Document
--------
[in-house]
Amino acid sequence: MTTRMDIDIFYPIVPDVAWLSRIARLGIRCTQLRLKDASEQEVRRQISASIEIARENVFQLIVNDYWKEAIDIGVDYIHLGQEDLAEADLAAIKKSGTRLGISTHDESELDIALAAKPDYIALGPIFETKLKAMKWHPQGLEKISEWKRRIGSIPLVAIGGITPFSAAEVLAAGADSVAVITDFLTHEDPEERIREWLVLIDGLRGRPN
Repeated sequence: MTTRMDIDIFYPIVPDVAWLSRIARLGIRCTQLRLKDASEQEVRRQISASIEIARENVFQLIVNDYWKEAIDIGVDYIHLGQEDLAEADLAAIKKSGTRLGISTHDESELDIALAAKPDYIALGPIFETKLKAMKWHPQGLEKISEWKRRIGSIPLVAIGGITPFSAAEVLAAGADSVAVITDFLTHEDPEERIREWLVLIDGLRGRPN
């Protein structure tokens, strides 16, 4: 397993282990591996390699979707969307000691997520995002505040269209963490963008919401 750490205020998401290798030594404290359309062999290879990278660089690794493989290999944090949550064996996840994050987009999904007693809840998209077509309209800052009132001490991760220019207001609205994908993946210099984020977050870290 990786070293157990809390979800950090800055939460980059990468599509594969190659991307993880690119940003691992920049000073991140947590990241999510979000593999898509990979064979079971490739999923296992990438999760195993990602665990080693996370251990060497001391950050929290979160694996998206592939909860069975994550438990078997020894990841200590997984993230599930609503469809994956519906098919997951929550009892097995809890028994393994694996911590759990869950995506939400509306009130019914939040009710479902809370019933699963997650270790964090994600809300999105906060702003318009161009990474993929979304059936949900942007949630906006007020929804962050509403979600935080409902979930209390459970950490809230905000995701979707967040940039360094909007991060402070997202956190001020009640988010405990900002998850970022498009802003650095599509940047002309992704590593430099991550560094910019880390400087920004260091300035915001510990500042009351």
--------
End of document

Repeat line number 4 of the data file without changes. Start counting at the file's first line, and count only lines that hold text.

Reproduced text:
């Protein structure tokens, strides 16, 4: 397993282990591996390699979707969307000691997520995002505040269209963490963008919401 750490205020998401290798030594404290359309062999290879990278660089690794493989290999944090949550064996996840994050987009999904007693809840998209077509309209800052009132001490991760220019207001609205994908993946210099984020977050870290 990786070293157990809390979800950090800055939460980059990468599509594969190659991307993880690119940003691992920049000073991140947590990241999510979000593999898509990979064979079971490739999923296992990438999760195993990602665990080693996370251990060497001391950050929290979160694996998206592939909860069975994550438990078997020894990841200590997984993230599930609503469809994956519906098919997951929550009892097995809890028994393994694996911590759990869950995506939400509306009130019914939040009710479902809370019933699963997650270790964090994600809300999105906060702003318009161009990474993929979304059936949900942007949630906006007020929804962050509403979600935080409902979930209390459970950490809230905000995701979707967040940039360094909007991060402070997202956190001020009640988010405990900002998850970022498009802003650095599509940047002309992704590593430099991550560094910019880390400087920004260091300035915001510990500042009351």